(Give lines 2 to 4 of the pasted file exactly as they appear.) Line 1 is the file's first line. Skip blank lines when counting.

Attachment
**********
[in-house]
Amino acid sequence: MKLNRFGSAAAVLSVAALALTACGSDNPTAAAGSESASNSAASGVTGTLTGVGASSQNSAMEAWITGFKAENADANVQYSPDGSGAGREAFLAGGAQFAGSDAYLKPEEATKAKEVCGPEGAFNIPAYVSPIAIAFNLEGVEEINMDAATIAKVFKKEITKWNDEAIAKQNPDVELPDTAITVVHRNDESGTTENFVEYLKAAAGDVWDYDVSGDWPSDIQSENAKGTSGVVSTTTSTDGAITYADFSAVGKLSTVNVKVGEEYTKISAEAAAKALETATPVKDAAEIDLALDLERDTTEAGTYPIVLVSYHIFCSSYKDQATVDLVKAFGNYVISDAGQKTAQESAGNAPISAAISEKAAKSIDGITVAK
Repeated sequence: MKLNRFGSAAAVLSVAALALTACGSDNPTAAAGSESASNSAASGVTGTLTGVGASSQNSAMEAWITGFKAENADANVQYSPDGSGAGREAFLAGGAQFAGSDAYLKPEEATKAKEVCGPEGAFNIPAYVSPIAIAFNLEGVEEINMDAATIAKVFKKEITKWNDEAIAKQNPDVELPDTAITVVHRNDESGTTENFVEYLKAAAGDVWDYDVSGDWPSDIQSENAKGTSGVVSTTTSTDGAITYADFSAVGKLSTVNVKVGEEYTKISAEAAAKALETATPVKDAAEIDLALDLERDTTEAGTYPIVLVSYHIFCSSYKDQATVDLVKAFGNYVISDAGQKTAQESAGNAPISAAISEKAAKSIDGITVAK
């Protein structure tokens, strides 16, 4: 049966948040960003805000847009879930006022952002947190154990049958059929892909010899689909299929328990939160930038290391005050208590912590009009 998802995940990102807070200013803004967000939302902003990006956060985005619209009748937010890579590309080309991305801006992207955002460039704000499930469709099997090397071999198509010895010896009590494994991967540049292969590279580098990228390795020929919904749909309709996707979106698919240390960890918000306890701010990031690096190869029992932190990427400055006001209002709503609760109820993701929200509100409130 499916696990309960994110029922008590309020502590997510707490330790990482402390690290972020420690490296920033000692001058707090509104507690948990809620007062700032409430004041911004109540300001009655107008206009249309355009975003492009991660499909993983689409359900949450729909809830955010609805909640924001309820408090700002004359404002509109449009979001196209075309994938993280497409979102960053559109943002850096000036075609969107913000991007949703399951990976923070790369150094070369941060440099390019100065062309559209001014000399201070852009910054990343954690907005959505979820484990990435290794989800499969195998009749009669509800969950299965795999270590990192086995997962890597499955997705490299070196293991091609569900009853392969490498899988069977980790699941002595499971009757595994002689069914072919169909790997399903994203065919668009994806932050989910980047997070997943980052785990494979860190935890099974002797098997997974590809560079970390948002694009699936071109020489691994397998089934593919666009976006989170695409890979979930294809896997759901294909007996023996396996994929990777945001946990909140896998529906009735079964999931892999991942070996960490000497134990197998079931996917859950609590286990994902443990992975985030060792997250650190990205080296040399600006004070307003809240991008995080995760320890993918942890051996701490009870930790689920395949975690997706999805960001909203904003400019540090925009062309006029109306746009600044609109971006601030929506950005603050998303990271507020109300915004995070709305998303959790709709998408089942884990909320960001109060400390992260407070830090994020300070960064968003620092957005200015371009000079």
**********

Amino acid sequence: MKLNRFGSAAAVLSVAALALTACGSDNPTAAAGSESASNSAASGVTGTLTGVGASSQNSAMEAWITGFKAENADANVQYSPDGSGAGREAFLAGGAQFAGSDAYLKPEEATKAKEVCGPEGAFNIPAYVSPIAIAFNLEGVEEINMDAATIAKVFKKEITKWNDEAIAKQNPDVELPDTAITVVHRNDESGTTENFVEYLKAAAGDVWDYDVSGDWPSDIQSENAKGTSGVVSTTTSTDGAITYADFSAVGKLSTVNVKVGEEYTKISAEAAAKALETATPVKDAAEIDLALDLERDTTEAGTYPIVLVSYHIFCSSYKDQATVDLVKAFGNYVISDAGQKTAQESAGNAPISAAISEKAAKSIDGITVAK
Repeated sequence: MKLNRFGSAAAVLSVAALALTACGSDNPTAAAGSESASNSAASGVTGTLTGVGASSQNSAMEAWITGFKAENADANVQYSPDGSGAGREAFLAGGAQFAGSDAYLKPEEATKAKEVCGPEGAFNIPAYVSPIAIAFNLEGVEEINMDAATIAKVFKKEITKWNDEAIAKQNPDVELPDTAITVVHRNDESGTTENFVEYLKAAAGDVWDYDVSGDWPSDIQSENAKGTSGVVSTTTSTDGAITYADFSAVGKLSTVNVKVGEEYTKISAEAAAKALETATPVKDAAEIDLALDLERDTTEAGTYPIVLVSYHIFCSSYKDQATVDLVKAFGNYVISDAGQKTAQESAGNAPISAAISEKAAKSIDGITVAK
């Protein structure tokens, strides 16, 4: 049966948040960003805000847009879930006022952002947190154990049958059929892909010899689909299929328990939160930038290391005050208590912590009009 998802995940990102807070200013803004967000939302902003990006956060985005619209009748937010890579590309080309991305801006992207955002460039704000499930469709099997090397071999198509010895010896009590494994991967540049292969590279580098990228390795020929919904749909309709996707979106698919240390960890918000306890701010990031690096190869029992932190990427400055006001209002709503609760109820993701929200509100409130 499916696990309960994110029922008590309020502590997510707490330790990482402390690290972020420690490296920033000692001058707090509104507690948990809620007062700032409430004041911004109540300001009655107008206009249309355009975003492009991660499909993983689409359900949450729909809830955010609805909640924001309820408090700002004359404002509109449009979001196209075309994938993280497409979102960053559109943002850096000036075609969107913000991007949703399951990976923070790369150094070369941060440099390019100065062309559209001014000399201070852009910054990343954690907005959505979820484990990435290794989800499969195998009749009669509800969950299965795999270590990192086995997962890597499955997705490299070196293991091609569900009853392969490498899988069977980790699941002595499971009757595994002689069914072919169909790997399903994203065919668009994806932050989910980047997070997943980052785990494979860190935890099974002797098997997974590809560079970390948002694009699936071109020489691994397998089934593919666009976006989170695409890979979930294809896997759901294909007996023996396996994929990777945001946990909140896998529906009735079964999931892999991942070996960490000497134990197998079931996917859950609590286990994902443990992975985030060792997250650190990205080296040399600006004070307003809240991008995080995760320890993918942890051996701490009870930790689920395949975690997706999805960001909203904003400019540090925009062309006029109306746009600044609109971006601030929506950005603050998303990271507020109300915004995070709305998303959790709709998408089942884990909320960001109060400390992260407070830090994020300070960064968003620092957005200015371009000079």